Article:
Fashion Photographer
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DEFINING THE FEMALE GAZE

a study in subversion

Little Sisters - personal archives - 2011

DEFINING THE FEMALE GAZE // A STUDY IN SUBVERSION  

WRITTEN by Raez Argulla | ORIGINALLY posted February 23, 2016

For my final undergraduate project (also known as the ‘capstone’), I intend to challenge the male gaze in fashion photography, because quite frankly, its dominance in media and every day life needs to be confronted. After becoming acquainted with Laura Mulvey’s Visual Pleasure and Narrative Cinema (1975) in a few elective courses last year, I learned about the male gaze and its role in the objectification of women in film and media. It soon became apparent to me that this narrow, male-centric perspective was the social norm and that it was everywhere. It made me uncomfortable to realize that the type of imagery I was accustomed to seeing and the point of view I had of the world was not only not my own—but that it was a result of years of subconsciously accepting behavioural cues from magazines, advertisements and films that normalized the subordinate position of women to men (see fig. 1-4).

Before I could even identify it, the male gaze had infiltrated my teenage thought process. As an impressionable young photographer, the role models I looked up to were all men, simply because there weren’t as many well-known female photographers being published as prominently or as often as Steven Meisel or Mario Testino. Sure, I also admired the works of Annie Leibovitz and Ellen Von Unwerth (and still do)—but how many other iconic female photographers can you recall as easily as you can name-drop Richard Avedon, Bruce Weber, Herb Ritts or Patrick Demarchelier?

It would be nice believe that sexism (or any -ism, for that matter) is no longer a pervasive daily issue because—DUH, it’s 2016, people—but in reality, the truth hurts. Sadly, the photography industry is indeed very sexist, as Daniel Shea, professional photographer and self-proclaimed feminist, confirms in his eye-opening and honest post entitled, On Sexism in Editorial Photography (2013). His lengthy post details various reasons on why male photographers are getting hired more often than their female counterparts. Some reasons were conditional or random, but most seemed to be based on sexist assumptions and gender biases that both men and women in the industry have admitted to succumbing to at some point in their career. Determined to someday infiltrate the elusive “boy’s club” where the average starting income of female photographers is approximately $16k in comparison to men’s $36k (Morris 2012), I thoroughly scoured online fashion forums, obsessively consuming visual imagery in an attempt to educate myself on the art of fashion, pose, direction and composition.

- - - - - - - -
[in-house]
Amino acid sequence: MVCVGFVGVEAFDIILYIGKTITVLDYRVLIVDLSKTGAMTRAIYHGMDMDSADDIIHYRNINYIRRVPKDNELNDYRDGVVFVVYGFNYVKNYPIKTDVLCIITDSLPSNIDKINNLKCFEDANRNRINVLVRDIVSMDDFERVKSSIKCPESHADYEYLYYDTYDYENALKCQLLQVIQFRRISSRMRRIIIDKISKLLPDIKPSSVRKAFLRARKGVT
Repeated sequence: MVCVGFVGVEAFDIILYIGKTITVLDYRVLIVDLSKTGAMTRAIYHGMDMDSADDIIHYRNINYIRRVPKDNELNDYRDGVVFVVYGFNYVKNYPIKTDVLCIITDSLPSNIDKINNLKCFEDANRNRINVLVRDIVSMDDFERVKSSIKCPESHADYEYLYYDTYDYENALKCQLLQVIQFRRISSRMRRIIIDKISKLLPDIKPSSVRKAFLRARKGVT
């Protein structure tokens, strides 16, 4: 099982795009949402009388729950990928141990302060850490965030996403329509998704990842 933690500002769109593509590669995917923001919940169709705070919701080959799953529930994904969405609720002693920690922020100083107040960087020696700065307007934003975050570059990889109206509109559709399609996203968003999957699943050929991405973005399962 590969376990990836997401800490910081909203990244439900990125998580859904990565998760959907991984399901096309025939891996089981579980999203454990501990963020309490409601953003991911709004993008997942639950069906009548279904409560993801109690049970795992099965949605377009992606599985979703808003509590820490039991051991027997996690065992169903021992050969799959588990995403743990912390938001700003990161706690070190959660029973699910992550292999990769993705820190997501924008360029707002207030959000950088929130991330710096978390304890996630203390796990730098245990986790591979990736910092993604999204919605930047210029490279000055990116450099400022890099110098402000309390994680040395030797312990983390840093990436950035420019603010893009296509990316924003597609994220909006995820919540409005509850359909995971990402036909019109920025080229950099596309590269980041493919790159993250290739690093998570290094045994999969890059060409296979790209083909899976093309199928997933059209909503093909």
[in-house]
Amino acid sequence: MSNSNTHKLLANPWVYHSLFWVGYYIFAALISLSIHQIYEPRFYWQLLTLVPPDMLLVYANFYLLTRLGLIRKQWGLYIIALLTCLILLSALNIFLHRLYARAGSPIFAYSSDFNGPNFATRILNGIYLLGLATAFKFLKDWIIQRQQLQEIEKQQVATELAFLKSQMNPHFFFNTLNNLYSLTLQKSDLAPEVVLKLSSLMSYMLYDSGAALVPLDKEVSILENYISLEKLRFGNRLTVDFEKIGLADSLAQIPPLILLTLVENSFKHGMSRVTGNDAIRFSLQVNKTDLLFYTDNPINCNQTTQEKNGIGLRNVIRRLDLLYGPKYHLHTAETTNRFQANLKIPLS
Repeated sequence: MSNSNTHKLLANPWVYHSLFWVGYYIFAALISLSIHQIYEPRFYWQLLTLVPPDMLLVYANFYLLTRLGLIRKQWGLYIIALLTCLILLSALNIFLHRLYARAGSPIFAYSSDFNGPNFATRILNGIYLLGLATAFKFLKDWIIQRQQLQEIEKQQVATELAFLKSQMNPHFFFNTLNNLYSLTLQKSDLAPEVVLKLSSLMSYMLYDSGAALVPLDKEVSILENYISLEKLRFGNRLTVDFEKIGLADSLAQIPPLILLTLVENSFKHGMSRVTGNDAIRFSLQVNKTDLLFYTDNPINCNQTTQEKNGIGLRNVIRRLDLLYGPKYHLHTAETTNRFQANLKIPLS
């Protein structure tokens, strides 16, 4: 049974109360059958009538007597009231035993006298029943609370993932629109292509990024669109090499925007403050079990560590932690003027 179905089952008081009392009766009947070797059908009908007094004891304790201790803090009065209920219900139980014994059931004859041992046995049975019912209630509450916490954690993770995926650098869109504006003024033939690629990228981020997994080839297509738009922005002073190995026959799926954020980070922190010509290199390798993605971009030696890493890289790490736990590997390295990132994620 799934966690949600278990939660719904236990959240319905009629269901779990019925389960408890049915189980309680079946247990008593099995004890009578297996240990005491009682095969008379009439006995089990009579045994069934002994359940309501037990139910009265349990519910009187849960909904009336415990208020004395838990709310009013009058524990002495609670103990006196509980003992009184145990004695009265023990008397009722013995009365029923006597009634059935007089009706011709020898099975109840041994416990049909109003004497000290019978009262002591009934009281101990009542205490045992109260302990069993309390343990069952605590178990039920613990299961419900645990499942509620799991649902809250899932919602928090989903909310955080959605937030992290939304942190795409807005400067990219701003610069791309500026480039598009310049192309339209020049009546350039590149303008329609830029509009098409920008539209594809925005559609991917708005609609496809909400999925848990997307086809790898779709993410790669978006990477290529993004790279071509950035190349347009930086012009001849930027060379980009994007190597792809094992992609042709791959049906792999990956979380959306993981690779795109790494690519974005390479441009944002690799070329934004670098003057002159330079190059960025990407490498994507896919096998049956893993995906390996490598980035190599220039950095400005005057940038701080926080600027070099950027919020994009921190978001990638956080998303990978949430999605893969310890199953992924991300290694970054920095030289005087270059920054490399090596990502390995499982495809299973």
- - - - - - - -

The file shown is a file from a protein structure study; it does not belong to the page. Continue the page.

However, somewhere between Terry Richardson’s signature high-fashion-pervy-uncle aesthetic (see figures 5-7 above) and American Apparel's controversially (s)exploitative advertisements (see figures 8-11 below), I had internalized the objectification of women and noted the importance of perfection and physical appearance. The glamorization of not-so-subtle sexism somehow made it seem completely reasonable to commodify women’s bodies in order to sell anything from handbags to beer. Worse yet, the ubiquitous, unrealistic high-fashion aesthetic made it easy to fall into a false mindset that the male gaze was the only lens to view the world with, including how I viewed myself. 

These days, I take a more active role in viewing things through my own perspective by constantly asking questions, keeping an open mind, and refusing to stick to conventions. As a feminist and female fashion photographer, the lack of feminine perspective in the media only motivates me to work harder in order to dismantle the patriarchal gaze, one editorial at a time. I aim to bring the female gaze into focus with my creative component, a photo series which will explore the topic of female narrative and its ties to fashion and self image.

But first things first—the dynamics of the male gaze should be identified, defined and understood. Only then can we begin to examine the ways to take ownership of the female gaze. In a series of blog posts to follow, I will be breaking down various aspects of my capstone theory in my quest to define the female gaze. From sharing my theoretical framework and research findings to detailing my creative process, I hope that by openly sharing the discussion of sexism in visual imagery, my capstone project can ignite conversations in the community and keep it going.

Speaking of community, there's one to be found among all-girl art collectives. With The Ardorous, Babe Vibes, and new-kid-on-the-block, Girl Gaze paving the way for the feminine narrative in art and photography, hopefully it won't be long until the fashion industry follows suit.

REFERENCES

Morris, Lee. “[Editorial] Photography: Is It Still A Man’s World?” FStoppers. FStoppers, 26 Feb 2012. Web. 8 Feb 2016.

Mulvey, Laura. “Visual Pleasure and Narrative Cinema.” Screen. 16.3 (1975) : 6-18. Print.

Shea, Daniel. “On Sexism in Editorial Photography.” DVAFOTO. Tumblr, Sept. 2013. Web. 10 Feb 2016.